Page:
People would rather 'live in the moment'
Posted on Oct 02, 2018
Why should I embrace the ups and downs of stock markets?
- Oct 21, 2019
Top three tips for… deposit savings
- Oct 15, 2019
Is care leaving you confused?
- Oct 10, 2019
A recent report from the consumer organisation Which? – Beyond Social Care: Keeping Later Life Positive - shows that only a small number of us are saving for care in later life, despite the high costs faced by many.
Anyone with capital worth more than £23,250 must pay for their own care but the poll revealed that only 12% of adults aged 55 or over have put aside money to pay for potential future care needs.
The report says: “Most consumers will not voluntarily plan or make provision for their future care unless and until they are approaching the time of need - which is often at crisis point. Evidence shows that there are a range of innate human behaviours which, taken together with the unpredictability of old age, mean most people are unlikely to proactively plan for their care before they need it.”
The poll reveals that more than eight in ten (84%) people over 65 say that it is difficult to predict whether or not they will need care in later life and more than half (52%) say that it is more of a priority for them to plan for other things they want or need to do now or in the immediate future.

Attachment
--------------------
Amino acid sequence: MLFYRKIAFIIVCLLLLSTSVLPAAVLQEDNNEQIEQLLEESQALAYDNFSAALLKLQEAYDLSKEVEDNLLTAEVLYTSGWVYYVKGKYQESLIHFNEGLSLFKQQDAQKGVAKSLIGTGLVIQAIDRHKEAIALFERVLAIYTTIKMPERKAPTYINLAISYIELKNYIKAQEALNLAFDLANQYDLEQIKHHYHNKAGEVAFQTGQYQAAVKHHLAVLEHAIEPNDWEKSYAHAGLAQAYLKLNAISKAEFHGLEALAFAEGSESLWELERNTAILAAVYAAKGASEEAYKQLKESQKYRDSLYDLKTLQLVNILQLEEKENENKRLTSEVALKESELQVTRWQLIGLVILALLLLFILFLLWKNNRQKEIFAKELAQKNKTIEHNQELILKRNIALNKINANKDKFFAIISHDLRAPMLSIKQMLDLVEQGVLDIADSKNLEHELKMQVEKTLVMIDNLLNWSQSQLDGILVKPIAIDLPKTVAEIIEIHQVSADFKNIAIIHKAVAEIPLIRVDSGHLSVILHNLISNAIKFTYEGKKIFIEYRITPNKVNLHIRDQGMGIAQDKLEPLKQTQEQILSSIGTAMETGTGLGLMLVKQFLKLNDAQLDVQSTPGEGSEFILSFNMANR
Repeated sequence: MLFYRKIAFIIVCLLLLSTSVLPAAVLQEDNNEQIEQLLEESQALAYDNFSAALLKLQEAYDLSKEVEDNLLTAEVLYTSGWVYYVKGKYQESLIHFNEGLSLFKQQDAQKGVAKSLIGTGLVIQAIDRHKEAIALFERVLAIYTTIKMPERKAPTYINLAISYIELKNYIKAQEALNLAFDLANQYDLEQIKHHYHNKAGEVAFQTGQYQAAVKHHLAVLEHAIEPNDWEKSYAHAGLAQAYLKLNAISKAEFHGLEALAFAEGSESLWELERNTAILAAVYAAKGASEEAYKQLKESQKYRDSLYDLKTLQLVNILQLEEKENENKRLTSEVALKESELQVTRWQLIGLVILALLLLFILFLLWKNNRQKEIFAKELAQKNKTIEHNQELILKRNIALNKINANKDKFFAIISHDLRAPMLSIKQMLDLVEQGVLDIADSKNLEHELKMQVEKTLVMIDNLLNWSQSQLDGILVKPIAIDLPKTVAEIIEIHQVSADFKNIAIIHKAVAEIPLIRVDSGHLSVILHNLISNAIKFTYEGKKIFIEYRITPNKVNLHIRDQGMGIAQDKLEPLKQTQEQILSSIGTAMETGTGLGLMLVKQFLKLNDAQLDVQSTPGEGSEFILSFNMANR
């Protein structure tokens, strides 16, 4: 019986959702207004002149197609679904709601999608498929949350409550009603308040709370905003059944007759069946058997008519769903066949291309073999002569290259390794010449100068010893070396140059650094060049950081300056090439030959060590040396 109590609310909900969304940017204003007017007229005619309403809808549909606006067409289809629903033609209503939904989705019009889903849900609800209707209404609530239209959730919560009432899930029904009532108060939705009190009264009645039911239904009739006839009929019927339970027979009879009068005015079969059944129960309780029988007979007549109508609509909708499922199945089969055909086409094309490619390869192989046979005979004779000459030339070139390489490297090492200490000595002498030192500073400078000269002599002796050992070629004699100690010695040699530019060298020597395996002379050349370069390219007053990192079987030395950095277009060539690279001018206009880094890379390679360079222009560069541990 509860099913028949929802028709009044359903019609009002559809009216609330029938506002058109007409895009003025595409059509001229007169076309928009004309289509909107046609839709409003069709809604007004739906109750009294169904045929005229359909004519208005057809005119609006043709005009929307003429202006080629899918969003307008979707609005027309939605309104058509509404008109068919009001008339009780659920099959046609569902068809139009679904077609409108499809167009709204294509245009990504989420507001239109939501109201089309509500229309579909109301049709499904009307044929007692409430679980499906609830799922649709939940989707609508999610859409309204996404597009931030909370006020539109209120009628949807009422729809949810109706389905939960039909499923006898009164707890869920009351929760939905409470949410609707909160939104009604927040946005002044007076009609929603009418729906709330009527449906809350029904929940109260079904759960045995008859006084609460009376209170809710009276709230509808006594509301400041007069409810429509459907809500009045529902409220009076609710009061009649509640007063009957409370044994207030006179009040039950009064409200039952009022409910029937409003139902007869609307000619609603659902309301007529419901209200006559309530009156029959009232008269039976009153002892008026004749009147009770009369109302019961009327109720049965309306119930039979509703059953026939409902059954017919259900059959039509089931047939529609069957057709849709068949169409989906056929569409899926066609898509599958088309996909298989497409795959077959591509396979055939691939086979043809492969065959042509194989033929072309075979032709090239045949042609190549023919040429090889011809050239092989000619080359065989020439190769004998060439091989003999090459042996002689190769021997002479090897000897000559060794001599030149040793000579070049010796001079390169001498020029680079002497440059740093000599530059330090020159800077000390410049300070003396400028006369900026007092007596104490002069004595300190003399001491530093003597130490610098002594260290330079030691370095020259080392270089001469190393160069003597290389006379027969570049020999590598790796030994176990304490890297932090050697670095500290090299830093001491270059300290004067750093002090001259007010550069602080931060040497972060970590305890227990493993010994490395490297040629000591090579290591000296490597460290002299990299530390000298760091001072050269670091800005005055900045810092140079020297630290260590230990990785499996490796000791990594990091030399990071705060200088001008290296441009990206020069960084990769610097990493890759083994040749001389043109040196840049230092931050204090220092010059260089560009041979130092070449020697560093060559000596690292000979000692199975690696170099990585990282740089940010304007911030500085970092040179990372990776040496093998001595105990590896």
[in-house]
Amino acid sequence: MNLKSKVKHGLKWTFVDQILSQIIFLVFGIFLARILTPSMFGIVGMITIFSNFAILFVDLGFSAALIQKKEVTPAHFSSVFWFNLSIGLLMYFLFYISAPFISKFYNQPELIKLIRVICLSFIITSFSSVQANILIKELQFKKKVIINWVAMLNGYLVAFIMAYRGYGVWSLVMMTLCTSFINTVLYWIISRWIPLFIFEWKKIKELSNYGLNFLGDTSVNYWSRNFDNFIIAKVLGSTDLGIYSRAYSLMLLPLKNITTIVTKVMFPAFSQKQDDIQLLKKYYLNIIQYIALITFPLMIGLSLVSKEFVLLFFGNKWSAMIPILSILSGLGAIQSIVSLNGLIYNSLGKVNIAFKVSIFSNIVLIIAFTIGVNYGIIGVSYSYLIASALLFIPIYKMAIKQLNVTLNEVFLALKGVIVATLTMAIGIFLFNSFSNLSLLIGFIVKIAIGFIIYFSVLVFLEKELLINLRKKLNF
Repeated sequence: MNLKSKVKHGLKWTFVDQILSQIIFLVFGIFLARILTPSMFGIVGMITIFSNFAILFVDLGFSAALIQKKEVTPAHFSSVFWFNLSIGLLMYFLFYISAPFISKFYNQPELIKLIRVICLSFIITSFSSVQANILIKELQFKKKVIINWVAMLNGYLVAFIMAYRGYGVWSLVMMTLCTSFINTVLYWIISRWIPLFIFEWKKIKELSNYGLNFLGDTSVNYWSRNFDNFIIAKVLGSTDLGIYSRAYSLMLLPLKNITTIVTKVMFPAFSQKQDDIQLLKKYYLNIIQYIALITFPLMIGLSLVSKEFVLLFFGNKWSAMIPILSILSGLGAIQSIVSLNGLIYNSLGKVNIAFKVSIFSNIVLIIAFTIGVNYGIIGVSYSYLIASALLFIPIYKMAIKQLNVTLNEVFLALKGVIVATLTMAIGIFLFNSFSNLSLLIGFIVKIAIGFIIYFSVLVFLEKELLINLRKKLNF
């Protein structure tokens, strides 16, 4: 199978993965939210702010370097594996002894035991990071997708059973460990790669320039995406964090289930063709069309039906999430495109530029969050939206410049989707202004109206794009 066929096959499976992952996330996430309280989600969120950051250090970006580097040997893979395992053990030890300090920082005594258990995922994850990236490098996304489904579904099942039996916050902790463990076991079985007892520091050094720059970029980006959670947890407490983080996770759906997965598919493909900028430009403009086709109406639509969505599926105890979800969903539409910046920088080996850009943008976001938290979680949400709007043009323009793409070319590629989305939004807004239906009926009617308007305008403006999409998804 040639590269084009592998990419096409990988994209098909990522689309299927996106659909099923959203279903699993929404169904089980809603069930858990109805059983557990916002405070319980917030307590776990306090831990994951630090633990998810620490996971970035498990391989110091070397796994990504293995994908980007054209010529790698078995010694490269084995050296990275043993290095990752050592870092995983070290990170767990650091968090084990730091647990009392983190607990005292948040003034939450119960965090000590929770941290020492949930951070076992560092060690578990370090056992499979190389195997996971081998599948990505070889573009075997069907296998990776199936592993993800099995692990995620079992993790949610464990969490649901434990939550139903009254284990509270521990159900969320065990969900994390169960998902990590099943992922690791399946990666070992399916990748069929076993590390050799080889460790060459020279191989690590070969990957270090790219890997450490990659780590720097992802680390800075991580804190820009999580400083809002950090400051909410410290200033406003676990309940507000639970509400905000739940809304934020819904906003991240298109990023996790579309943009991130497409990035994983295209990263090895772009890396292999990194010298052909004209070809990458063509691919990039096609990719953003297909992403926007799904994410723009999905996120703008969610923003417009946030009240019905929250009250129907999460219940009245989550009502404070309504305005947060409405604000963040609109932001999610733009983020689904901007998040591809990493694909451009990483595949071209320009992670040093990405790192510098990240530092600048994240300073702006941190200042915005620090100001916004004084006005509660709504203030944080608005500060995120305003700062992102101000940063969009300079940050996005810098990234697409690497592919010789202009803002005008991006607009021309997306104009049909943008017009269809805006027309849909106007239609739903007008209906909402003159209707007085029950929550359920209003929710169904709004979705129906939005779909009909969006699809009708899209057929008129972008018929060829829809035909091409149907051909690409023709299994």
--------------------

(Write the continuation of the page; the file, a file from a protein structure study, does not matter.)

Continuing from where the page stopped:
One person who was interviewed explained: “You've just got to live your life in my opinion and wait and see if it happens, and then work round it.”
The poll of 2,104 people also reveals only four in ten people aged 65 years and over have discussed their preferences for the care needs they may have in later life with a relative or friend.
The Which? research also found that, when asked what would be their first port of call when looking into care options for themselves or a relative, Google was the most popular option among all adults – ahead of even talking to friends or family or their local GP. Fewer than one in 10 said they would contact their local authority, the Care Quality Commission or a social worker first.
The report states: “Even if consumers are better informed about the possibility of needing to arrange social care in the future, most will not voluntarily make significant plans for it unless and until they are approaching the point of need.”
At Goodman Care Fees Advisers, we can advise you on the best ways to fund long-term care fees, whether you’re making plans for yourself, helping a friend or relative or acting as Attorney or Deputy for someone else.
We’ll explain how you can draw an increased income from investments and how a care fees annuity might help. We’ll also help you check that you're receiving all your entitlements from the State and Local Authority.
Once we've agreed how to proceed we’ll find the best terms and help organise the arrangements. And, of course, we'll be there to help with any changes that might be needed in the future.
Click here to find out more or give our team a call on: 01892 500600.